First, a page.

Anderson earned an EdS with the School Counseling program in 2006. Originally from Knoxville, she still lives and works in the city. We asked her to reflect on past experiences with EPC and discuss where she’s at now. Read her responses below.
Secondary School Counseling at Knox County Schools
As a facilitator, I am responsible for training, professional development, and program development for middle and high school counselors in the district.
Awards and Accomplishments Earned as a Student
- Eugene and Mary Sue Akins Graduate Fellowship
- For the most part, I was working full-time at UT Knoxville while getting my EdS. As Director of Undergraduate Academic Services, I was responsible for First Year Studies, National Student Exchange, Undergraduate Academic Appeals Committee, and the academic programming for the Volunteer Living-Learning Community.
- At the end of my studies, I left my full-time job for a graduate assistantship in Career Services to finish my EdS.
- During my internship, I was offered an interim position at Ball Camp Elementary school where I served as M.A.P.S. Counselor for three days a week.
Accomplishments since Graduating
The most touching honor I received was receiving the W. R. Turner Award in 2011. This award was the top award given by students to faculty. When I was honored, it was the first and only time a School Counselor was honored. The fact that it was given by students meant the world to me because, to quote a wise principal (John Bartlett), “It’s about the students.”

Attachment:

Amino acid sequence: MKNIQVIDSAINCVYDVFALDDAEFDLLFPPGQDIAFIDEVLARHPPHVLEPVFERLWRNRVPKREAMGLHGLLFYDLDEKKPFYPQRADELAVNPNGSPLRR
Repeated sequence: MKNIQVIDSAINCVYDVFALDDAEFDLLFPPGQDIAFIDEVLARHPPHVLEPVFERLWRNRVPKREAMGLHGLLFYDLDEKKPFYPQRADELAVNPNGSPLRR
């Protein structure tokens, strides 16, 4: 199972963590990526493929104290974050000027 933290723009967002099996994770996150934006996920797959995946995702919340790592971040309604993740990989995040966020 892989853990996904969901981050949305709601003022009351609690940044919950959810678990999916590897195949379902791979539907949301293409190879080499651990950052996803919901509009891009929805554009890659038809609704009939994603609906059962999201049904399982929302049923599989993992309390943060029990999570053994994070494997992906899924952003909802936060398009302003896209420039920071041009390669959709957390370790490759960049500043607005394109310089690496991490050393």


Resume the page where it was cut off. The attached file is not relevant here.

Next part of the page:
The next greatest honor was being in the top 16 semi-finalists and the first cohort of school counselors to be honored at the White House! The recognition that this award ceremony gave school counselors across the country was a pivotal moment for our profession. It was not about the personal honor; but rather about the importance of our work being recognized. I’ve seen conversations shift locally, statewide, regionally, and in the country about the importance of school counseling.
Writing, walking, public speaking, humorous skits. As a mother, I have been an advocate at local, regional, and national fronts to enrich families whose lives have been graced with Down syndrome.
What do you think was the most rewarding/challenging about this program?
Completing the program while working full-time and raising two children was personally rewarding. It was a challenge that seemed extremely difficult, but when sitting in the movie theater with my son during my first “summer” as a secondary educator and hearing Nathan say, “This is awesome!” I knew then that the challenge was worth it.
What was the most memorable experience during your time here?
Joel Diambra’s TMI moment during Group.
How did your experiences as a student help you in your professional/personal life after graduation?
I think the single most significant experience as a student that shaped my professional life after graduation was Jeanine Studer’s encouraging us to become involved in our state organizations. Myself and many of my classmates became and are still active in SMCA, TCA, and TSCA. The connections made across Tennessee have helped shaped me as a professional in ways I would not have grown otherwise.
“If you can keep the well-being of students at the center of your work, most everything else will fall into place.” – Beverly Dickerson Anderson